As far as introductions to Rogosin go, On the Bowery: The Films of Lionel Rogosin, Volume 1 is near perfect.


From a technical standpoint, the main feature, On the Bowery, looks fantastic. The source for the Blu-ray is the excellent 2K restoration, done by Cineteca del Comune di Bologna and Anthology Film Archives, which holds the original negatives. Good Times, Wonderful Times, the other feature on the set, was also given a 2K restoration by Cineteca del Comune di Bologna and it, likewise, looks fantastic. The footage of war and atrocity procured from national archives in the early '60s can be soft and uneven, but that's to be expected given its origins. The short film Out is a solid transfers, if overall pretty soft. The aural presentations for all three films aren't really anything special, but then again these were films shot on the cheap with independent equipment. They were meant to tell stories, not blow the doors off theaters.


On the extras side, this set earns its claim of being a deluxe edition. The first disc is dedicated to On the Bowery, and the film is complemented by six extras: There's a trailer and an introduction by Scorsese; two film-specific documentaries, The Perfect Team: The Making of On the Bowery and A Walk Through the Bowery, both directed by Michael Rogosin; the 1972 short Bowery Men's Shelter, directed by Rhody Streeter and Tony Ganz; and the 1933 short Street of Forgotten Men. This material is indispensable to On the Bowery. Not only does is it offer loving, non-markety insight into the making of the film, it provides vital context for its location, history, and people. The second disc is dedicated to the other two Rogosin films, Good Times, Wonderful Times and Out. There's only one extra feature here, Man's Peril: The Making of GTWT, directed by Michael Rogosin and Lloyd Ross, but that, too, is incredibly beneficial to understanding and appreciating the film and its impact.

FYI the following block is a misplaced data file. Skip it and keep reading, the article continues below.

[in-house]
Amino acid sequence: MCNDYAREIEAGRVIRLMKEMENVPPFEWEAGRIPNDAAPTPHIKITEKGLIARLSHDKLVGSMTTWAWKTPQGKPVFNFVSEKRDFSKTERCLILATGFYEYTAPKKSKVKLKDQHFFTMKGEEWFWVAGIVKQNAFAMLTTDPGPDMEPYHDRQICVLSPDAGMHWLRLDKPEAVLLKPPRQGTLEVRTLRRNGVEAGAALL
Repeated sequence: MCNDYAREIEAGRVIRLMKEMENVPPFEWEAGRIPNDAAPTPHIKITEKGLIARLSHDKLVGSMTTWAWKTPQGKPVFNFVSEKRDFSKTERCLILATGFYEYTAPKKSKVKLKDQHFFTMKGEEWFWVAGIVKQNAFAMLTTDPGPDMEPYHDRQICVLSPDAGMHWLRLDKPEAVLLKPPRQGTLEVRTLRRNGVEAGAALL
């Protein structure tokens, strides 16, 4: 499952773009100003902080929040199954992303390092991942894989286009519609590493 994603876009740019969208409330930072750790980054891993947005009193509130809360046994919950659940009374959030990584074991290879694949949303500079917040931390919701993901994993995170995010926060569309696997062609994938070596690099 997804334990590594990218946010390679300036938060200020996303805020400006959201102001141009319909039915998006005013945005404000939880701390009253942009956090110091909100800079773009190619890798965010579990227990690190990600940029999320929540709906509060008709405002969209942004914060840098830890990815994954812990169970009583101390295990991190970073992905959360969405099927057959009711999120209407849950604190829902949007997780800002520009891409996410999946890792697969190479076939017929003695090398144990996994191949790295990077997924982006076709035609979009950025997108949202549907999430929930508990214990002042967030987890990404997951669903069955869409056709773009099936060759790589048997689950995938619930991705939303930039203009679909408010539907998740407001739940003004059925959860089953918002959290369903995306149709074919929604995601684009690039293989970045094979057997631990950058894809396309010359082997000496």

The Films of Lionel Rogosin, Volume 1 is the kind of set so many distributors not called Criterion have moved away from. But it's exactly the thing that gives the Blu-ray format so much potential, especially with older, less known work: You can give viewers a great looking film and a solid foundation of background and ancillary content that heightens the experience of watching, and afterwards, discussing it. Massive credit to Milestone for seizing the opportunity presented by Rogosin's unique and masterful oeuvre. Hopefully this is the first entry into what will be a complete, career-redefining retrospective.



- Dante A. Ciampaglia